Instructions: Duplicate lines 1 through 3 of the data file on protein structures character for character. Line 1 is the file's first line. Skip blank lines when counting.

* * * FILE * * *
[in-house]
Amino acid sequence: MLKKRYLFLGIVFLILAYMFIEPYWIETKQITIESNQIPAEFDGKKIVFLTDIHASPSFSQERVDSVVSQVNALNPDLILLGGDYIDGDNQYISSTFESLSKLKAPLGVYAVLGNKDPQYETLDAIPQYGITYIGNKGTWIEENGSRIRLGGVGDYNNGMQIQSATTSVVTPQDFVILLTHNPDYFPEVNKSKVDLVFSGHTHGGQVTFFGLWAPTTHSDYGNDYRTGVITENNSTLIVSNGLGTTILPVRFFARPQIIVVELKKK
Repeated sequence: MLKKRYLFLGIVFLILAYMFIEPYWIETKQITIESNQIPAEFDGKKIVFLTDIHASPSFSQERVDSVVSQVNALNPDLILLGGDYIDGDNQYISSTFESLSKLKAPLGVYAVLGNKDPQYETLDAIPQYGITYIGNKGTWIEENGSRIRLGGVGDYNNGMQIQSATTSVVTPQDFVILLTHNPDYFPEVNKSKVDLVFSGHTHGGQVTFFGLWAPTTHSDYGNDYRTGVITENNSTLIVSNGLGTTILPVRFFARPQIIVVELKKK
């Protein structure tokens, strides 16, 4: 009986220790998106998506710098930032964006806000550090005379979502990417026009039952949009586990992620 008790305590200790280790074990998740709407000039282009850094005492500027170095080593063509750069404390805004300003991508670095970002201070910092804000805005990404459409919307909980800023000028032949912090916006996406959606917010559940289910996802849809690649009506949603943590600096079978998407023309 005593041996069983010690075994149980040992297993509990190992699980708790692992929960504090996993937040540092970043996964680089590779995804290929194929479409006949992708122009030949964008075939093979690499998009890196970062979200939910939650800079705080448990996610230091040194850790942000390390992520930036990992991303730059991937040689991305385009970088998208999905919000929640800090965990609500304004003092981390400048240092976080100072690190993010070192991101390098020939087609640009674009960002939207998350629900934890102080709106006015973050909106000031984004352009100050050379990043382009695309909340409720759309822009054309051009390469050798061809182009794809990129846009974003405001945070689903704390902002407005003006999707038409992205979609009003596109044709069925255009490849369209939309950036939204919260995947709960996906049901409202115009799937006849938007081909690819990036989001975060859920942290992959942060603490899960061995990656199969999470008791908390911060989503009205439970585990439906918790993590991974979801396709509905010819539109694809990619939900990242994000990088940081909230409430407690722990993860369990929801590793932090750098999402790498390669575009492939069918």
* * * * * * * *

[in-house]
Amino acid sequence: MLKKRYLFLGIVFLILAYMFIEPYWIETKQITIESNQIPAEFDGKKIVFLTDIHASPSFSQERVDSVVSQVNALNPDLILLGGDYIDGDNQYISSTFESLSKLKAPLGVYAVLGNKDPQYETLDAIPQYGITYIGNKGTWIEENGSRIRLGGVGDYNNGMQIQSATTSVVTPQDFVILLTHNPDYFPEVNKSKVDLVFSGHTHGGQVTFFGLWAPTTHSDYGNDYRTGVITENNSTLIVSNGLGTTILPVRFFARPQIIVVELKKK
Repeated sequence: MLKKRYLFLGIVFLILAYMFIEPYWIETKQITIESNQIPAEFDGKKIVFLTDIHASPSFSQERVDSVVSQVNALNPDLILLGGDYIDGDNQYISSTFESLSKLKAPLGVYAVLGNKDPQYETLDAIPQYGITYIGNKGTWIEENGSRIRLGGVGDYNNGMQIQSATTSVVTPQDFVILLTHNPDYFPEVNKSKVDLVFSGHTHGGQVTFFGLWAPTTHSDYGNDYRTGVITENNSTLIVSNGLGTTILPVRFFARPQIIVVELKKK